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Asia Should Not be "Fearful" of Weak Dollar: NZ Leader

CNBC.com
Friday, 13 Nov 2009 | 12:38 AM ET

Asia should not be "so fearful" about the appreciation of Asian currencies against the U.S. dollar, New Zealand's Prime Minister John Key said on Friday.

New Zealand PM Worried About NZ Dollar
John Key, Prime Minister of New Zealand, tells CNBC he's concerned about the strength of the New Zealand dollar and wants to see a correction there. He speaks to CNBC's Martin Soong in a First on CNBC interview.

Mister Key said that if the United States can increase its exports to Asia, the weaker dollar can actually be an advantage for regional economies.

"The Asian countries are big exporting nations at the moment - we are producing in the east and selling to the west. But if we can increase demand from the west, by making sure that they are a bit more competitive, there is a counter argument that (the weaker dollar) actually helps Asia," Mister Key said on CNBC Squawk Box Asia.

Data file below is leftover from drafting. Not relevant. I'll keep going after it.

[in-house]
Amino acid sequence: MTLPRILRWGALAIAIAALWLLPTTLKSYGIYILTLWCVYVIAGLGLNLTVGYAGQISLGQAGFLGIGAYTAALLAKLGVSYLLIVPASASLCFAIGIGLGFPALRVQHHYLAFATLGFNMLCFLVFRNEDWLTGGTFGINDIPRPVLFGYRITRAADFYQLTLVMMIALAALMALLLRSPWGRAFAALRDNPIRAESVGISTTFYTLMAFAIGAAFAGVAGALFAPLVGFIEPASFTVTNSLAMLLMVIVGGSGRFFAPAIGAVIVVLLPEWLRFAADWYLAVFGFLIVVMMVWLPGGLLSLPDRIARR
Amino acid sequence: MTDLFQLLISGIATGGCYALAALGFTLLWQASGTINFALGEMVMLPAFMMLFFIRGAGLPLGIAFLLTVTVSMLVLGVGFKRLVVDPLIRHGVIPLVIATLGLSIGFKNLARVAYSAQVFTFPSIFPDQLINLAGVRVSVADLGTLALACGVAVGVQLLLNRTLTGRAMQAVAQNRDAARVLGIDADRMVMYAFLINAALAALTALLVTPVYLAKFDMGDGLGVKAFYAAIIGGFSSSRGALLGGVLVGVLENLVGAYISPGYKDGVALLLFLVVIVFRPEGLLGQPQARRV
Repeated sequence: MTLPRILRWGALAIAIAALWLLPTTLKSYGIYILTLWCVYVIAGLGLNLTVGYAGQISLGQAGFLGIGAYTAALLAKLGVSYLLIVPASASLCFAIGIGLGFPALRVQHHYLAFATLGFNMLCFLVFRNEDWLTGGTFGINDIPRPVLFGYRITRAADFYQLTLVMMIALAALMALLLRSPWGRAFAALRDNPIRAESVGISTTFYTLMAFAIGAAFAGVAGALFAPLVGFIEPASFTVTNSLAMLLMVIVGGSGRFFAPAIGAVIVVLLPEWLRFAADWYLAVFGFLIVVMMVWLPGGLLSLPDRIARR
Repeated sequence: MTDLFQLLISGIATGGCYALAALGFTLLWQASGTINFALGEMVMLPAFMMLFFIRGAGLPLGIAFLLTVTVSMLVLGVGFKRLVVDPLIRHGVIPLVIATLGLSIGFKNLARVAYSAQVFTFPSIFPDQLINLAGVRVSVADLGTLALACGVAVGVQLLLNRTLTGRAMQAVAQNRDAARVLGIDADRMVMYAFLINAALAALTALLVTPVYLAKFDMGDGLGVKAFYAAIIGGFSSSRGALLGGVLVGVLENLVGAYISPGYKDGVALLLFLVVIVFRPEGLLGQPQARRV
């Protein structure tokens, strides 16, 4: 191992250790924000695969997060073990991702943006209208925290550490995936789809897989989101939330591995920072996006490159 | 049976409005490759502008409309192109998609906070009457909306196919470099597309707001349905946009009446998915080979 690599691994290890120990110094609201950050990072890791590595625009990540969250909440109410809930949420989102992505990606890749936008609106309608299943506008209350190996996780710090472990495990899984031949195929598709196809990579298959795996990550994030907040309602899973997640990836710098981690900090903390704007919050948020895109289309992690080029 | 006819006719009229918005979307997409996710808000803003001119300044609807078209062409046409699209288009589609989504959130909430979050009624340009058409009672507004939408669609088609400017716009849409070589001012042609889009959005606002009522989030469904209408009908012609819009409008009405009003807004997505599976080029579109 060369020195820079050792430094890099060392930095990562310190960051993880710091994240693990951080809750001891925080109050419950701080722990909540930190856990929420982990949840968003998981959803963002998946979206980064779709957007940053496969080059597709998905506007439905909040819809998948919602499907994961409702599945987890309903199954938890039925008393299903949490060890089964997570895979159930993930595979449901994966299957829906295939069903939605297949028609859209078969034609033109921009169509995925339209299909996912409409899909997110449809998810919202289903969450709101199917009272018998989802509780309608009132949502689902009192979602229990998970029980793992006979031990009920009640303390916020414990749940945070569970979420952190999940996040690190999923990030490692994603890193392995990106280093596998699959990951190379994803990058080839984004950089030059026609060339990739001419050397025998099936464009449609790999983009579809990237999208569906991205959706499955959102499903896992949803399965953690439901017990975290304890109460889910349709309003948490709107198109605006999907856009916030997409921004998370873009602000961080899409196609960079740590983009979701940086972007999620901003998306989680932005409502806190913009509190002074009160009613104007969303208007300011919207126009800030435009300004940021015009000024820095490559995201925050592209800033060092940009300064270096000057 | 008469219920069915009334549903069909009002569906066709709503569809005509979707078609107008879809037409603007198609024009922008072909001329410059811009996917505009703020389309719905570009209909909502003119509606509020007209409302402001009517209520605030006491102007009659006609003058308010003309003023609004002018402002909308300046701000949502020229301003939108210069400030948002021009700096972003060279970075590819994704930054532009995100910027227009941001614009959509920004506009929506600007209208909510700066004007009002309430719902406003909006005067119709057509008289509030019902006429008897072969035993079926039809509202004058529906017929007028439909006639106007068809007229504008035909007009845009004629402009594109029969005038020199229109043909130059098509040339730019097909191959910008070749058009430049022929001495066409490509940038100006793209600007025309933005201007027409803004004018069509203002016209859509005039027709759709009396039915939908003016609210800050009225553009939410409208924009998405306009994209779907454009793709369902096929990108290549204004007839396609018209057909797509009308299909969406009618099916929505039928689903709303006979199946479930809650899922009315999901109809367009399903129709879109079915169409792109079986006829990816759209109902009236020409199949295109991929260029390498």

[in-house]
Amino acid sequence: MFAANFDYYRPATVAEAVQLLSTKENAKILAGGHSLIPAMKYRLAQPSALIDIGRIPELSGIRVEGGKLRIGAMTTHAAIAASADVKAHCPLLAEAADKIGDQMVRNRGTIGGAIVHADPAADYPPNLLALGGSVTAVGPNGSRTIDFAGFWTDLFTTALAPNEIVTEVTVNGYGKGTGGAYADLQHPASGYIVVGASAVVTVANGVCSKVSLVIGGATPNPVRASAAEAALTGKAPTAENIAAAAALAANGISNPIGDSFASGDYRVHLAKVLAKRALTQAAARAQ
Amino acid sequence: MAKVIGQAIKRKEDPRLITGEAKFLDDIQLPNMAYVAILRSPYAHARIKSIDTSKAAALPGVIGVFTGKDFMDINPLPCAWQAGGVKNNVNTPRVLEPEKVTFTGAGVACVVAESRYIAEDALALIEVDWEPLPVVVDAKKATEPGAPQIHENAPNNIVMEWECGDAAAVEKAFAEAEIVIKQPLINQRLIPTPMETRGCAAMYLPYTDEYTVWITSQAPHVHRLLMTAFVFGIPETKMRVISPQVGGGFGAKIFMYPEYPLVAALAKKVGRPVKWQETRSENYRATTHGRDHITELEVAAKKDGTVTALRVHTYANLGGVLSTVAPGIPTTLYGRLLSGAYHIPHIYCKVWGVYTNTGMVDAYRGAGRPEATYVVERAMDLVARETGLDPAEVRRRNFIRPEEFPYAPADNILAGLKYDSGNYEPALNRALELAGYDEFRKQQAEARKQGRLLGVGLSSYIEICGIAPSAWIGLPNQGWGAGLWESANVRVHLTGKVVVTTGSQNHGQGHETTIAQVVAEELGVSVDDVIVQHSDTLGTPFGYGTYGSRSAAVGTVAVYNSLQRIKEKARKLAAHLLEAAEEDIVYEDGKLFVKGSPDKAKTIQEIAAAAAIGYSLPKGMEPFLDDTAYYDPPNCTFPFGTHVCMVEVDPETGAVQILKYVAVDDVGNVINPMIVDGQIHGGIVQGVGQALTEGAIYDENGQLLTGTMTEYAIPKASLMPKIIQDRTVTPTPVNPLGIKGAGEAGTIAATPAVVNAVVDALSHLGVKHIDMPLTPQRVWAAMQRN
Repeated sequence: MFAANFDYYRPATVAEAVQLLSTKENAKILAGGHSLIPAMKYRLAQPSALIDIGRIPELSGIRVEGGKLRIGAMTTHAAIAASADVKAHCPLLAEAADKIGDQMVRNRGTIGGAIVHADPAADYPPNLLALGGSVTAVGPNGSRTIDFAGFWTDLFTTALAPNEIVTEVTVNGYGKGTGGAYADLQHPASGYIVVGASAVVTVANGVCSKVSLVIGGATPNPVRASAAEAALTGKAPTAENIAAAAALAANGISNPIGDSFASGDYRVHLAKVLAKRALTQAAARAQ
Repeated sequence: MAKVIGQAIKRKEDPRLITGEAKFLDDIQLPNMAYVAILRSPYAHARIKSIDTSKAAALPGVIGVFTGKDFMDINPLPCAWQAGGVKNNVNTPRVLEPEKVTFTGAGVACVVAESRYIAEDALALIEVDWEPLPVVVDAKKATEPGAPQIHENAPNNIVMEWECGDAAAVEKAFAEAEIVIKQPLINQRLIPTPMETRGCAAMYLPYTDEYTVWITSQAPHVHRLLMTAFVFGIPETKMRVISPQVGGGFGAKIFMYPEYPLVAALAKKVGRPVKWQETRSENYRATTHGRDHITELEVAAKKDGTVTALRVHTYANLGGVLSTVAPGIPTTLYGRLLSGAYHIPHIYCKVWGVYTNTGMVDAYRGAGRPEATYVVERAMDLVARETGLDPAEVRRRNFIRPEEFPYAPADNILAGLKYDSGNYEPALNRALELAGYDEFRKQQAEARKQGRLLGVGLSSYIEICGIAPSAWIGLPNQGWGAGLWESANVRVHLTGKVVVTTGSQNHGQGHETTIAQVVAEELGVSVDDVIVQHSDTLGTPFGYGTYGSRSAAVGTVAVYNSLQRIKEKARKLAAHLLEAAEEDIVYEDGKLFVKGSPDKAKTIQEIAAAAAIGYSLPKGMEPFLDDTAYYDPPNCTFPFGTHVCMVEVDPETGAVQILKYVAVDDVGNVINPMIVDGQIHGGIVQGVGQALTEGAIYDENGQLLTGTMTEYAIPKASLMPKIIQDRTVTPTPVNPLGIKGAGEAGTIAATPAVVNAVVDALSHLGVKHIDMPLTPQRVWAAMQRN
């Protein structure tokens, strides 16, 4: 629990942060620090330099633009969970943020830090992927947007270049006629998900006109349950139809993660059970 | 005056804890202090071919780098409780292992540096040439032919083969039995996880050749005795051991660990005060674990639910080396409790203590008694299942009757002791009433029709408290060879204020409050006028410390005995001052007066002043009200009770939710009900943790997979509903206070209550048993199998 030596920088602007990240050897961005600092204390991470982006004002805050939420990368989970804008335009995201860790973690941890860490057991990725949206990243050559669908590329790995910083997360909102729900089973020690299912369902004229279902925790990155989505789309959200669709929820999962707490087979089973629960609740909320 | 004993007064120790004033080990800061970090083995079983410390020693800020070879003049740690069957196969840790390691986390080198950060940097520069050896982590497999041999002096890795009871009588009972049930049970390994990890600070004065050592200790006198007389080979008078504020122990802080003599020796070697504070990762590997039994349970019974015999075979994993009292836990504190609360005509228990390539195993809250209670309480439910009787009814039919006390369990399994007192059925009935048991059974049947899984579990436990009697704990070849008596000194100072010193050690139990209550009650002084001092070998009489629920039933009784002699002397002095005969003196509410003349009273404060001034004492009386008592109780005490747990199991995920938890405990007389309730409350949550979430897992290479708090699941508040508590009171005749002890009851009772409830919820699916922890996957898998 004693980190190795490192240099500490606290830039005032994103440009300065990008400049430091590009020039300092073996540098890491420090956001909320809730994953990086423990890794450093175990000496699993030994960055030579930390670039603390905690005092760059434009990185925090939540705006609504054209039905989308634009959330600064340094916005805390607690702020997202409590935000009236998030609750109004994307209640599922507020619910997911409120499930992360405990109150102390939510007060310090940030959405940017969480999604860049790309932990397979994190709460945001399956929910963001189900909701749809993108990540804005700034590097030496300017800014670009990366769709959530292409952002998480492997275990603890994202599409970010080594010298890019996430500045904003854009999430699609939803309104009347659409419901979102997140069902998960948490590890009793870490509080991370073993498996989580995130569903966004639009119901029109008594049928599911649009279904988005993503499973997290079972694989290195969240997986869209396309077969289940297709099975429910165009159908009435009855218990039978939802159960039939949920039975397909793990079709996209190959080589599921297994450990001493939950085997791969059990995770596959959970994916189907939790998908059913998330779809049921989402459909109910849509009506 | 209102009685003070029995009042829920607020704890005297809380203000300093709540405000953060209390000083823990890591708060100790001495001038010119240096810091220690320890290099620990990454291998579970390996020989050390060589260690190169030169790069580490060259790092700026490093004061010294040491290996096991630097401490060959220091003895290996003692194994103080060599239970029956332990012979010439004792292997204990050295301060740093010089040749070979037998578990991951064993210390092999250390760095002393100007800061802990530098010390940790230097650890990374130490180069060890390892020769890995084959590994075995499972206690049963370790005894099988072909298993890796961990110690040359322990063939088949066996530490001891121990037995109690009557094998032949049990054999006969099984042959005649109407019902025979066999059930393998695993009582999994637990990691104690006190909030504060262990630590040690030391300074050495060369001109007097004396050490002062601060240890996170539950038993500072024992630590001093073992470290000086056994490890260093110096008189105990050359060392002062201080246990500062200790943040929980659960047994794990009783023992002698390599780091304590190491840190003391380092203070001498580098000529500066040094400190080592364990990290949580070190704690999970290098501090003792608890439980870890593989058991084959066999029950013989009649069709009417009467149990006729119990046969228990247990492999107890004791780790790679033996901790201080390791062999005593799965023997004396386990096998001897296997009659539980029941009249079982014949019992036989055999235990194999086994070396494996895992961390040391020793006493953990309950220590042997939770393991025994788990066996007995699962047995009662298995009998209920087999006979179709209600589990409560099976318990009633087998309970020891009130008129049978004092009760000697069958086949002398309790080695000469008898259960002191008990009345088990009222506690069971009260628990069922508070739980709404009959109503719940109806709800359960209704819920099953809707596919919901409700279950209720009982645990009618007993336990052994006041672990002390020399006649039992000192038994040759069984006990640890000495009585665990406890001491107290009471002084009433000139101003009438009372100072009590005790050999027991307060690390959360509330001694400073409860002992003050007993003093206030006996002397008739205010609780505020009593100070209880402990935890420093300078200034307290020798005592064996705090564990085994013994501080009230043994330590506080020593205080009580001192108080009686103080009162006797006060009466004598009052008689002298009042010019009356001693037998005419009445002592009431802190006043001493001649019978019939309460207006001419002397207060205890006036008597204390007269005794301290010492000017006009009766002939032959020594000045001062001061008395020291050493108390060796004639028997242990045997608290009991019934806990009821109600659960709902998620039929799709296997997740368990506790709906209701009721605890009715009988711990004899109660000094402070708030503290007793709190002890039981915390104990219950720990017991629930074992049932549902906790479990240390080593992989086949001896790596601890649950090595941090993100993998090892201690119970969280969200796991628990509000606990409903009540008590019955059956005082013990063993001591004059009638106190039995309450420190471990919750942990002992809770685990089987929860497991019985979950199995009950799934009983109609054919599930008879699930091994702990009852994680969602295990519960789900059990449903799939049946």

The New Zealand economy has been relatively shielded from the effects of a strong Kiwi dollar, due to the strong rebound in commodity prices, Mister Key said, "particularly the dairy prices which have seen 100 percent growth in the past three to four months."

However, he raised concerns about trade with the U.S. if the greenback continues to weaken.

"There is concern that we end up in a position that we choke off the growth in the exports, which we wanted to see in terms of getting a balanced recovery," Mister Key explained.

When asked about the danger of rising inflation, the Prime Minister said he does not see a threat in the near term.

"If you take a look at China and Japan, where there is explosion of credit growth, the inflation is still very low. But there will come a point when consumers feels more confident, when demand starts picking up," said Key, adding that governments will then have to take action to constrain some of the growth in money supply.

"So this a big challenge for central banks, but I think that's 12 months away."

Mister Key said trade will play a key role, in stimulating growth as the global economy recovers.

"The United States is borrowing a lot of money, Europe is borrowing a lot of money, everyone's got big fiscal stimulus programs going on. And at some point, that's gonna stop," Mister Key said. "The baton has to move to the private sector, and the way to do that is to get people to trading with one another."